With the economy in the throes of a historic meltdown, financial workers everywhere fear layoffs. But even those who keep their jobs may face a far different future than they had imagined — one without the big payouts that have long made Wall Street a beacon for the ambitious and the acquisitive.
Those finance industry workers still standing after the brutal banking collapses of the past year had to contend with a major slash in bonus pay — with many losing as much as one-third of their total compensation. Then the Obama administration imposed a pay cap of $500,000 on certain senior executives whose companies received substantial bailout money.
Now, analysts anticipate pay will sink even further, and some question whether the shift could permanently downsize the high-flying culture of Wall Street.
"It's going to drop again in 2009, so it's a huge change," compensation consultant Alan Johnson said of the falling bonus payouts.
Johnson noted that pay has often dropped as part of a cyclical downturn and then rebounded after a few years. But he said the new federal pay caps have changed the equation and have many Wall Street workers concerned that their incentive pay could disappear altogether, cutting their compensation to one-third of what it was.
In the neighborhood surrounding the New York Stock Exchange, many finance industry employees say they are more worried about keeping their jobs than they are about their paychecks dwindling. Some believe the loss in compensation goes with the territory.
"You eat what you kill. It's a performance-based industry," said broker Drew R. Alexander, who has seen his pay drop since October and reports that some friends have lost upwards of 60 percent of their income.
'Morale is terrible'
Even many of those performing well are being forced to cut back on some expenses. Most finance sector employees have come to depend on bonuses and incentives to cover about two-thirds of their total income — but in 2008 that bonus pay was sliced by about 45 percent, cutting total compensation by about one-third, Johnson said.
That means, according to Johnson, that workers who recently got their MBAs and once would have expected more than $150,000 in yearly pay likely got about $105,000. Vice presidents, who in flush years have made $300,000 to $500,000, saw a drop of $90,000 to $150,000. Even secretaries, who including a small bonus often make about $50,000 a year, have seen a drop.
At the big investment firms, where historically hundreds of employees have made millions, and thousands have made $300,000 to $500,000, workers are struggling to come to grips with a world gone suddenly awry.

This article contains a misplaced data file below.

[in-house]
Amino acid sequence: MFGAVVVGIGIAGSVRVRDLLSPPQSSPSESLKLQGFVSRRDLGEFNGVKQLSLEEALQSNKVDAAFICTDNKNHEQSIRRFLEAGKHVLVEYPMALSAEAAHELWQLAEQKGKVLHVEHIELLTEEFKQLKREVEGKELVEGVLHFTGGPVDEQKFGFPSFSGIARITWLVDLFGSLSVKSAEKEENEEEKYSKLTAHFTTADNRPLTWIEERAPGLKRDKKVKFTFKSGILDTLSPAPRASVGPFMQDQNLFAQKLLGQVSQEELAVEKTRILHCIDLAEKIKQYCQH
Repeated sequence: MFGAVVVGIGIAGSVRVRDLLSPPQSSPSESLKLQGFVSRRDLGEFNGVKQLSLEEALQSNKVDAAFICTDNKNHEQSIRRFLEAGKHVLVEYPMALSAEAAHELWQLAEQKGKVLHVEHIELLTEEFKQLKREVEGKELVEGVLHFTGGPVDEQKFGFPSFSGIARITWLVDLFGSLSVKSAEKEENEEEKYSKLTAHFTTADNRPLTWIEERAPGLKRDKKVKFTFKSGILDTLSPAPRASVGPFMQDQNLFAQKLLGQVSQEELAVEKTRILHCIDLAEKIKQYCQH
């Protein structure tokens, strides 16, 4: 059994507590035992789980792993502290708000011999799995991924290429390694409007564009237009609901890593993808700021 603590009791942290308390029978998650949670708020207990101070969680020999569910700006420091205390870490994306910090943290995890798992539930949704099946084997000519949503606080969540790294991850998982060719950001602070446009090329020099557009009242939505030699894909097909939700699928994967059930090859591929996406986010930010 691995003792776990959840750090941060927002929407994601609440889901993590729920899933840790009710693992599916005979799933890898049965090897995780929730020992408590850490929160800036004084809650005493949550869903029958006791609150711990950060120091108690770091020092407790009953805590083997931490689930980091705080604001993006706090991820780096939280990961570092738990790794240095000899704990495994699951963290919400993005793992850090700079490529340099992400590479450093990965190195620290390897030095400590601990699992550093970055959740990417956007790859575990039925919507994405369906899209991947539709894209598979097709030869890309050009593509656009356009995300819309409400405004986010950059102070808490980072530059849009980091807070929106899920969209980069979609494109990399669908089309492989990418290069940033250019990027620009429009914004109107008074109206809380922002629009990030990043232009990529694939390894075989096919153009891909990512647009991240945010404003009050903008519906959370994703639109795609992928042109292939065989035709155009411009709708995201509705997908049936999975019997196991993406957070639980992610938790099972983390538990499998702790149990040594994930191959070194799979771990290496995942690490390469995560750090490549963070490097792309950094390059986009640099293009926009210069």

"Morale is terrible right now," Johnson said. "People are getting laid off. Pay is down. You're working really hard."
A number of firms have seen a jump in the employee hours spent at the company gym, as people try to cope with declining opportunity and rising stress, he said.
Analysts believe the federal pay caps imposed on some of the highest-level executives, combined with public anger surrounding Wall Street bonuses, may very well trickle down to reduce the pay of employees at all levels of finance firms.
"It will have a deflationary impact on the organizations," said Pearl Meyer, executive compensation consultant with Steven Hall & Partners. "But I don't know how permanent that is."
"At the lower level, you're hitting Christmas money" with such cuts, along with home and car payments, Meyer said. New York Mayor Michael Bloomberg recently noted that more than half the city's financial services sector employees make less than $100,000 a year.
'Game's completely changed'
And at the upper range of the ladder, long-term pay cuts could permanently shift the character of Wall Street — long famous for drawing daredevil risk-takers seeking a luxe lifestyle.
Growing up in suburban Summit, N.J., David Gunther was surrounded by investment bankers and luxury sedans. After visiting a cousin on the floor of the New York Stock Exchange, he was hooked.
"Being down there, everyone's yelling. They have their own language, their own talk, their own swagger," said Gunther, 23. "It always seemed like fast easy money" and was "portrayed as one big party."
Gunther thought he might land a job making $80,000 out of college. Instead, he's living with his parents and looking for his first job — hoping now for $30,000 a year, and considering other industries.
"The game's completely changed," he said.
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